Prospective Identification of Patients at Risk for Massive Transfusion: An Imprecise Endeavor
Most retrospective studies evaluating fresh-frozen plasma:packed red blood cell ratios in trauma patients requiring massive transfusion (MT) are limited by survival bias. As prospective resource-intensive studies are being designed to better evaluate resuscitation strategies, it is imperative that patients with a high likelihood of MT are identified early. The objective of this study was to develop a predictive model for MT in civilian trauma patients. Patients admitted to the University of Alabama at Birmingham Trauma Center from January 2005 to December 2007 were selected. Admission clinical measurements, including blood lactate 5 mMol/L or greater, heart rate greater than 105 beats/min, international normalized ratio greater than 1.5, hemoglobin 11g/dL or less, and systolic blood pressure less than 110 mmHg, were used to create a predictive model. Sensitivity (Sens), specificity (Spec), positive predictive value (PPV), and negative predictive value (NPV) were calculated for all possible combinations of clinical measurements as well as each measure individually. A total of 6638 patients were identified, of whom 158 (2.4%) received MT. The best-fit predictive model included three or more positive clinical measures (Sens: 53%, Spec: 98%, PPV: 33%, NPV: 99%). There was increased PPV when all clinical measurements were positive (Sens: 9%, Spec: 100%, PPV: 86%, NPV: 98%). All combinations or clinical measures alone yielded lower predictive probability. Using these emergency department clinical measures, a predictive model to successfully identify civilian trauma patients at risk for MT was not able to be constructed. Given prospective identification of patients at risk for MT remains an imprecise undertaking, appropriate resources to support these efforts will need to be allocated for the completion of these studies.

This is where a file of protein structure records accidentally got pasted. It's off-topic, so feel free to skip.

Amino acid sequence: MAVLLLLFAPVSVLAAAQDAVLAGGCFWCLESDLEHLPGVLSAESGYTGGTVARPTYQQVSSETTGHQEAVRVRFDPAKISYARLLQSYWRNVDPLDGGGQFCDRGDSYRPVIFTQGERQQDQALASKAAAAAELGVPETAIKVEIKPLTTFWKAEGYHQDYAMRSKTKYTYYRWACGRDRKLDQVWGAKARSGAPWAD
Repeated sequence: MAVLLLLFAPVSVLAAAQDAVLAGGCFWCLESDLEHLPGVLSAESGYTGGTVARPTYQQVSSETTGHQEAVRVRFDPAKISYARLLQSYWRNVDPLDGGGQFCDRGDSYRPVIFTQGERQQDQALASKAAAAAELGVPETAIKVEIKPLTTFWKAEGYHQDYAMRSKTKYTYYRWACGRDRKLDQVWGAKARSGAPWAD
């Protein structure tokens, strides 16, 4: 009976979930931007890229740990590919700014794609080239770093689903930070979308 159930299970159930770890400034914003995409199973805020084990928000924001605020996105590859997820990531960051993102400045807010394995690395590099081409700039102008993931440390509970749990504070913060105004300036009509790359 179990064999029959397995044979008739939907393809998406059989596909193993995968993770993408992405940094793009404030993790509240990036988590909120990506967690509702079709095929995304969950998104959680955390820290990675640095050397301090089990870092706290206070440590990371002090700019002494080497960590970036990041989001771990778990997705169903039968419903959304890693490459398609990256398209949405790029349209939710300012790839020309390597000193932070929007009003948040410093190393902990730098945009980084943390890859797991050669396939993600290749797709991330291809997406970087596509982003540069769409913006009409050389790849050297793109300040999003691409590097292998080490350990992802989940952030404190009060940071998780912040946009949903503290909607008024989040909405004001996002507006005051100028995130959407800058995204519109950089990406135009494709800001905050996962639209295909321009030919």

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Document Type: Research Article
Affiliations: Section of Trauma, Burns, and Surgical Critical Care, University of Alabama at Birmingham School of Medicine, Birmingham, Alabama, USA
Publication date: February 1, 2011
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